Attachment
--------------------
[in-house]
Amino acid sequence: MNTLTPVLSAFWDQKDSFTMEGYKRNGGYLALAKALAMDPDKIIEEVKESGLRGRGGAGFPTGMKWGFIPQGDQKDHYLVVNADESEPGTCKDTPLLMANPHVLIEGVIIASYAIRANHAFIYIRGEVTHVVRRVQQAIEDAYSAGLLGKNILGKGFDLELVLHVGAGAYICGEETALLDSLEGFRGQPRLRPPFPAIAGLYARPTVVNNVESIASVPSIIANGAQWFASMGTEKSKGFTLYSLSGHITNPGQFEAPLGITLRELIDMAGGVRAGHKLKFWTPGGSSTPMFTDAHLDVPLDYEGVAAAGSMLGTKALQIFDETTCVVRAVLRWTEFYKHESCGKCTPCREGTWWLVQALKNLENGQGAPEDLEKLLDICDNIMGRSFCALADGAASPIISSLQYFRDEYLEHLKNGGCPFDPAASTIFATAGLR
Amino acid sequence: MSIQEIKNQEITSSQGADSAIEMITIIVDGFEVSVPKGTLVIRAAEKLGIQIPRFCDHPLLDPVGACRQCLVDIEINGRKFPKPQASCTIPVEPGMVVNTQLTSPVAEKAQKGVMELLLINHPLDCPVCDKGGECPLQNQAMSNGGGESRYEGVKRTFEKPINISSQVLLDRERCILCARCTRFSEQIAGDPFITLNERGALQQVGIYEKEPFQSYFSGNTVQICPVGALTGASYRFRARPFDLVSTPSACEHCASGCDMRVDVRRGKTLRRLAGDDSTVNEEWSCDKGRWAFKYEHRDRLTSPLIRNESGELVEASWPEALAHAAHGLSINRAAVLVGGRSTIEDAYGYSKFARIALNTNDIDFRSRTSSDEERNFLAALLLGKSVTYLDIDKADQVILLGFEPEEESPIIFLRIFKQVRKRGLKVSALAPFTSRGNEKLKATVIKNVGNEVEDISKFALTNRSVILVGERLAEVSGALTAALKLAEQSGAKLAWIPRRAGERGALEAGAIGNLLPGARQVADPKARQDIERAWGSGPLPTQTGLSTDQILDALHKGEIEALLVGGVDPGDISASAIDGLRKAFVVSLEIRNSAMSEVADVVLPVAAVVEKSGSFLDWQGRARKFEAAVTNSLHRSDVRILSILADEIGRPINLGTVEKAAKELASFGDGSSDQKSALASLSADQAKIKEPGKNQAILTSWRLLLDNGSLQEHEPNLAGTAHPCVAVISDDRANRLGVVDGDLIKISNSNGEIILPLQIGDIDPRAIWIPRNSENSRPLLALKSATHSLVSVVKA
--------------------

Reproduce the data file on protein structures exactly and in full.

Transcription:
[in-house]
Amino acid sequence: MNTLTPVLSAFWDQKDSFTMEGYKRNGGYLALAKALAMDPDKIIEEVKESGLRGRGGAGFPTGMKWGFIPQGDQKDHYLVVNADESEPGTCKDTPLLMANPHVLIEGVIIASYAIRANHAFIYIRGEVTHVVRRVQQAIEDAYSAGLLGKNILGKGFDLELVLHVGAGAYICGEETALLDSLEGFRGQPRLRPPFPAIAGLYARPTVVNNVESIASVPSIIANGAQWFASMGTEKSKGFTLYSLSGHITNPGQFEAPLGITLRELIDMAGGVRAGHKLKFWTPGGSSTPMFTDAHLDVPLDYEGVAAAGSMLGTKALQIFDETTCVVRAVLRWTEFYKHESCGKCTPCREGTWWLVQALKNLENGQGAPEDLEKLLDICDNIMGRSFCALADGAASPIISSLQYFRDEYLEHLKNGGCPFDPAASTIFATAGLR
Amino acid sequence: MSIQEIKNQEITSSQGADSAIEMITIIVDGFEVSVPKGTLVIRAAEKLGIQIPRFCDHPLLDPVGACRQCLVDIEINGRKFPKPQASCTIPVEPGMVVNTQLTSPVAEKAQKGVMELLLINHPLDCPVCDKGGECPLQNQAMSNGGGESRYEGVKRTFEKPINISSQVLLDRERCILCARCTRFSEQIAGDPFITLNERGALQQVGIYEKEPFQSYFSGNTVQICPVGALTGASYRFRARPFDLVSTPSACEHCASGCDMRVDVRRGKTLRRLAGDDSTVNEEWSCDKGRWAFKYEHRDRLTSPLIRNESGELVEASWPEALAHAAHGLSINRAAVLVGGRSTIEDAYGYSKFARIALNTNDIDFRSRTSSDEERNFLAALLLGKSVTYLDIDKADQVILLGFEPEEESPIIFLRIFKQVRKRGLKVSALAPFTSRGNEKLKATVIKNVGNEVEDISKFALTNRSVILVGERLAEVSGALTAALKLAEQSGAKLAWIPRRAGERGALEAGAIGNLLPGARQVADPKARQDIERAWGSGPLPTQTGLSTDQILDALHKGEIEALLVGGVDPGDISASAIDGLRKAFVVSLEIRNSAMSEVADVVLPVAAVVEKSGSFLDWQGRARKFEAAVTNSLHRSDVRILSILADEIGRPINLGTVEKAAKELASFGDGSSDQKSALASLSADQAKIKEPGKNQAILTSWRLLLDNGSLQEHEPNLAGTAHPCVAVISDDRANRLGVVDGDLIKISNSNGEIILPLQIGDIDPRAIWIPRNSENSRPLLALKSATHSLVSVVKA